QMS Media Limited’s (ASX:QMS) Insiders Ramped Up Holdings – Should You?

QMS Media Limited provides out-of-home advertising and media services in Australia and internationally. QMS Media is one of Australia’s small-cap stocks that saw some insider buying over the past three months, with insiders investing in more than 13.17 million shares during this period. Generally, insiders buying more shares in their own firm sends a bullish signal. The MIT Press (1998) published an article showing that stocks following insider buying outperformed the market by 4.5%. But these signals may not be sufficient to gain confidence on whether to invest. Today we will evaluate whether these decisions are bolstered by analysts’ expectations of future growth as well as recent share price movements. View out our latest analysis for QMS Media

Which Insiders Are Buying?

ASX:QMS Insider_trading July 3rd 18
ASX:QMS Insider_trading July 3rd 18
Over the past three months, more shares have been bought than sold by QMS Media’s’ insiders. In total, individual insiders own over 57.95 million shares in the business, which makes up around 17.83% of total shares outstanding. The entity that bought on the open market in the last three months was Ellerston Capital Limited Morgan Stanley Investment Banking and Brokerage Investments Regal Funds Management Pty Limited. Although this is an institutional investor, rather than a company executive or board member, the insights gained from direct access to management as a large investor would make it more well-informed than the average retail investor. In this specific instance, I would classify this investor as a company insider.

Is This Consistent With Future Growth?

ASX:QMS Future Profit July 3rd 18
ASX:QMS Future Profit July 3rd 18
On the surface, analysts’ earnings growth projection of 15.88% over the next three years provides a positive outlook for the company which is consistent with the signal company insiders are sending with their net buying activity. Delving deeper into the line items, analysts anticipate a strong double-digit revenue growth next year, which has not flown down into earnings expectations based on its negative growth rate of -6.73%. This means cost growth is anticipated to outstrip revenues, indicating a period of investment and growth in the company. This seems to be supported by insiders’ conviction illustrated by their net buying activities. Or else they may simply deem the company as undervalued by the market based on future growth it could produce.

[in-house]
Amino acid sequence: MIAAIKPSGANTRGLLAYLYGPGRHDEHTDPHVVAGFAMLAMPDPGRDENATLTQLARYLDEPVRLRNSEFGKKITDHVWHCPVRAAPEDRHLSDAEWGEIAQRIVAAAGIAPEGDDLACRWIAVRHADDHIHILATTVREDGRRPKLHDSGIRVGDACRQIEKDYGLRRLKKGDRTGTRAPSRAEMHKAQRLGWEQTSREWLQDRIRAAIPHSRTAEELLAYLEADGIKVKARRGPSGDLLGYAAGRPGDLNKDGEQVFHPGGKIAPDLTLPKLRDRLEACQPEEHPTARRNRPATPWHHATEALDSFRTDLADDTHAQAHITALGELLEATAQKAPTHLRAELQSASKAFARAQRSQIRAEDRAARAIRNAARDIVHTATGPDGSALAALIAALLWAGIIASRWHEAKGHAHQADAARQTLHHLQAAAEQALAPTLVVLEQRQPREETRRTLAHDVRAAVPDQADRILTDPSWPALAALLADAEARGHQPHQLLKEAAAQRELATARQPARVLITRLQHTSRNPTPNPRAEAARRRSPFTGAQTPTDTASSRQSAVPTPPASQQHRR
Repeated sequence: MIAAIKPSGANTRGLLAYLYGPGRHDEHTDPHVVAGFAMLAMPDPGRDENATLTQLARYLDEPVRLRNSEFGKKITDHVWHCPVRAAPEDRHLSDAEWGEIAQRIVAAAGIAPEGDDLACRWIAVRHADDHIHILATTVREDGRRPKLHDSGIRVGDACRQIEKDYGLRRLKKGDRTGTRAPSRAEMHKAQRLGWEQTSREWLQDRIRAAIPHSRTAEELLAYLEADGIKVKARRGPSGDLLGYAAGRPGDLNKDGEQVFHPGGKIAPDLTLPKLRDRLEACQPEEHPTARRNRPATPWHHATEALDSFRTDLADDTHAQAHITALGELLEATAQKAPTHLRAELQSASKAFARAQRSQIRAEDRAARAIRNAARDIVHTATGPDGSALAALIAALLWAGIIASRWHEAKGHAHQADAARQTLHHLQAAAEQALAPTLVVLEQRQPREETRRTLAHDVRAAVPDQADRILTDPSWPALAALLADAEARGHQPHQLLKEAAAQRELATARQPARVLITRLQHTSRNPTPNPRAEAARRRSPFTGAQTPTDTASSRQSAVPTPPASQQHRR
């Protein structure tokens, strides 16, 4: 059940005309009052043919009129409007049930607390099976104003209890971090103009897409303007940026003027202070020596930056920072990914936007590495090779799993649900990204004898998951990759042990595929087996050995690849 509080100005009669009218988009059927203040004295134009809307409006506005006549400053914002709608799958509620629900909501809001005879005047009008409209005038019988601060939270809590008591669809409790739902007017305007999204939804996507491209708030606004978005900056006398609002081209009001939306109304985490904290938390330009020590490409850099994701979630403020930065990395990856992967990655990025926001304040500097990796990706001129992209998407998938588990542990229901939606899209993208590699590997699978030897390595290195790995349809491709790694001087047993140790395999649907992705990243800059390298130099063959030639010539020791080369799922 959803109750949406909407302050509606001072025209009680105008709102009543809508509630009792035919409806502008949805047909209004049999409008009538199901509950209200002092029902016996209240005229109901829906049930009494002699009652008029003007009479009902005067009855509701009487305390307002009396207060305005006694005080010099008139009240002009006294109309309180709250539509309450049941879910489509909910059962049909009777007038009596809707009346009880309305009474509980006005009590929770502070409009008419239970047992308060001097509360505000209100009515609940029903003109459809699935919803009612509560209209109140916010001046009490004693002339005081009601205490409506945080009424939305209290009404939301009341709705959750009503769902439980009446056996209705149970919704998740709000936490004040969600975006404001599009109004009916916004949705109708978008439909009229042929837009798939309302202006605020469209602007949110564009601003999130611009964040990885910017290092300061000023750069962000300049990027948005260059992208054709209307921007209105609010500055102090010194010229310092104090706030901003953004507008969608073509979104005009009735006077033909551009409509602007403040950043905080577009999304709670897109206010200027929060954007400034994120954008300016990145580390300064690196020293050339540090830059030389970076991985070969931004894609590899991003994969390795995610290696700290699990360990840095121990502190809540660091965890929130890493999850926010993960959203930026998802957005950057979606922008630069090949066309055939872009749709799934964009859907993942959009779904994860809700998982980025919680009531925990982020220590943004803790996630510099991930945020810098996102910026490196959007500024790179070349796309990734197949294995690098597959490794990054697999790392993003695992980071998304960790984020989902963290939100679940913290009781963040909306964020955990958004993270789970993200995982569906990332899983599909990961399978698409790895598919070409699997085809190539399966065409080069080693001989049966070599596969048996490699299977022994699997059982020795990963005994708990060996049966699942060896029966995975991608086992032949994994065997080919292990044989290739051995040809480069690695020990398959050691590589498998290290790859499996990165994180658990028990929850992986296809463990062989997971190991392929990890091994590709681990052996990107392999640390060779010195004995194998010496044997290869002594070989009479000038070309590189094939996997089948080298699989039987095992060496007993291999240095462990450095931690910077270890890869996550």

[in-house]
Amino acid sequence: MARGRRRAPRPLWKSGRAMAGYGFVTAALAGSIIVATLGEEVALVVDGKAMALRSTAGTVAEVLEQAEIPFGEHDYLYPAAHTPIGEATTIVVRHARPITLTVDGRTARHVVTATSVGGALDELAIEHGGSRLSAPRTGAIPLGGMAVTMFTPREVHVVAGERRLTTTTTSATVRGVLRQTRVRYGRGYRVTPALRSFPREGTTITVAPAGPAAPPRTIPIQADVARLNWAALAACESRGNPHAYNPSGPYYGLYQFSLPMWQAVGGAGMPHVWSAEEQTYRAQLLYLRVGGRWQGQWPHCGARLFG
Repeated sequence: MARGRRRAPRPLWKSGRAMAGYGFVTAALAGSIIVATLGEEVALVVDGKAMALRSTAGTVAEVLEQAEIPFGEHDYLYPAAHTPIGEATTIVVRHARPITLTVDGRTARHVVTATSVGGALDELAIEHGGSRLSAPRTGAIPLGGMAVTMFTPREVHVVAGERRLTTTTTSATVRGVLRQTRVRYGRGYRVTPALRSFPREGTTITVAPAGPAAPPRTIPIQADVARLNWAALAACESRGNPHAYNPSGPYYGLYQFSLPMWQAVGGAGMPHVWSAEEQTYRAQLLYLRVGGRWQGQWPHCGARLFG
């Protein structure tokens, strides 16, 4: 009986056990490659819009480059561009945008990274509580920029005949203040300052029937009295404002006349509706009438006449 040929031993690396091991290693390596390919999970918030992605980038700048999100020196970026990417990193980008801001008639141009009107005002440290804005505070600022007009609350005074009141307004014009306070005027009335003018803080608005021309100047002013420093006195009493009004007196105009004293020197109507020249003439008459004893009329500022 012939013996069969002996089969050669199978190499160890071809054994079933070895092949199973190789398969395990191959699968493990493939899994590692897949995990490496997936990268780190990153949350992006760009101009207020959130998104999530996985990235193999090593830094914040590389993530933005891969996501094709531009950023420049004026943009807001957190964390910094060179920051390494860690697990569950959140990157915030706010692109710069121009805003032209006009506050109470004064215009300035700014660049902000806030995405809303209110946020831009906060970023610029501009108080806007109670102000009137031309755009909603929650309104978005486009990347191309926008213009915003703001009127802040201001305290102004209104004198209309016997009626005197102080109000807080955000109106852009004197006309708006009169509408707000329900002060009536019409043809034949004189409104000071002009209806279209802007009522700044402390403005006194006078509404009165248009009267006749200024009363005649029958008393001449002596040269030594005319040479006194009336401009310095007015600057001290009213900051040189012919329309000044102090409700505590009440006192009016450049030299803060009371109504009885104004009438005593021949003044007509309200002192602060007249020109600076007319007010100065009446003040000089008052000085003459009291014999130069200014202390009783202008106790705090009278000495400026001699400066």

Can Share Price Volatility Explain The Buy?

Another factor we should consider is whether the timing of these insider transactions coincide with any significant share price movements. Volatility provides an opportunity to trade on market inefficiencies when the stock is under-priced compared to the stock’s intrinsic value. QMS Media’s shares ranged between A$1.16 and A$0.98 over the past three months. This suggests reasonable volatility with a change of 18.37%. Perhaps not a significant enough movement to warrant transactions, thus motivation may be a result of their belief in the company in the future or simply personal portfolio rebalancing.

Next Steps:

QMS Media’s net buying tells us the stock is in favour with some insiders, though negative growth in expected earnings contests this assumption, and the relatively stable stock price may not warrant exploiting any mispricing. Although insider buying can be a useful prompt, following the lead of an insider, however, will never replace diligent research. I’ve compiled two key aspects you should further research:

  1. Financial Health: Does QMS Media have a healthy balance sheet? Take a look at our free balance sheet analysis with six simple checks on key factors like leverage and risk.
  2. Other High Quality Alternatives : Are there other high quality stocks you could be holding instead of QMS Media? Explore our interactive list of high quality stocks to get an idea of what else is out there you may be missing!
NB: Figures in this article are calculated using data from the last twelve months, which refer to the 12-month period ending on the last date of the month the financial statement is dated. This may not be consistent with full year annual report figures.